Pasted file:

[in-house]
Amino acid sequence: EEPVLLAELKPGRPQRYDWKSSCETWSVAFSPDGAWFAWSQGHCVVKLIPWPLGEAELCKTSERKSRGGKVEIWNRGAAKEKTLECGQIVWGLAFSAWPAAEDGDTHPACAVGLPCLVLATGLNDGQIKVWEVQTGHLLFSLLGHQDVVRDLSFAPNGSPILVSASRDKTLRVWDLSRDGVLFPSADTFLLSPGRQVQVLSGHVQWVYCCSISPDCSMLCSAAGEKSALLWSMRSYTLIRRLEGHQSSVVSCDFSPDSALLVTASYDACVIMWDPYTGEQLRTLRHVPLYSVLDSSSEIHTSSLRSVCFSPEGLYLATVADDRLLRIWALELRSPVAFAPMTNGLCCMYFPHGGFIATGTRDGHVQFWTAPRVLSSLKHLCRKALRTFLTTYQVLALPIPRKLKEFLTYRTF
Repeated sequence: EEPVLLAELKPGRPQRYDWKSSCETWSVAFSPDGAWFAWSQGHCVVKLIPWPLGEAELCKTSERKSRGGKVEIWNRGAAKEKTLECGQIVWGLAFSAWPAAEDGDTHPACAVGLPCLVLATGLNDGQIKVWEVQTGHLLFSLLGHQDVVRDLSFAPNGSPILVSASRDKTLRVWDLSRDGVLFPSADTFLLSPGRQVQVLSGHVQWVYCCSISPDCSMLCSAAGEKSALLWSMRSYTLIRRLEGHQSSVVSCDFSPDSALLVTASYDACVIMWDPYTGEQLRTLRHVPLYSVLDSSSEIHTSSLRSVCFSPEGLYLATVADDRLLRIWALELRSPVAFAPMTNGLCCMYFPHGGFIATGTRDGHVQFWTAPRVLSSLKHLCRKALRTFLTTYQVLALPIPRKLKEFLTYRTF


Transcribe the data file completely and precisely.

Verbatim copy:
[in-house]
Amino acid sequence: EEPVLLAELKPGRPQRYDWKSSCETWSVAFSPDGAWFAWSQGHCVVKLIPWPLGEAELCKTSERKSRGGKVEIWNRGAAKEKTLECGQIVWGLAFSAWPAAEDGDTHPACAVGLPCLVLATGLNDGQIKVWEVQTGHLLFSLLGHQDVVRDLSFAPNGSPILVSASRDKTLRVWDLSRDGVLFPSADTFLLSPGRQVQVLSGHVQWVYCCSISPDCSMLCSAAGEKSALLWSMRSYTLIRRLEGHQSSVVSCDFSPDSALLVTASYDACVIMWDPYTGEQLRTLRHVPLYSVLDSSSEIHTSSLRSVCFSPEGLYLATVADDRLLRIWALELRSPVAFAPMTNGLCCMYFPHGGFIATGTRDGHVQFWTAPRVLSSLKHLCRKALRTFLTTYQVLALPIPRKLKEFLTYRTF
Repeated sequence: EEPVLLAELKPGRPQRYDWKSSCETWSVAFSPDGAWFAWSQGHCVVKLIPWPLGEAELCKTSERKSRGGKVEIWNRGAAKEKTLECGQIVWGLAFSAWPAAEDGDTHPACAVGLPCLVLATGLNDGQIKVWEVQTGHLLFSLLGHQDVVRDLSFAPNGSPILVSASRDKTLRVWDLSRDGVLFPSADTFLLSPGRQVQVLSGHVQWVYCCSISPDCSMLCSAAGEKSALLWSMRSYTLIRRLEGHQSSVVSCDFSPDSALLVTASYDACVIMWDPYTGEQLRTLRHVPLYSVLDSSSEIHTSSLRSVCFSPEGLYLATVADDRLLRIWALELRSPVAFAPMTNGLCCMYFPHGGFIATGTRDGHVQFWTAPRVLSSLKHLCRKALRTFLTTYQVLALPIPRKLKEFLTYRTF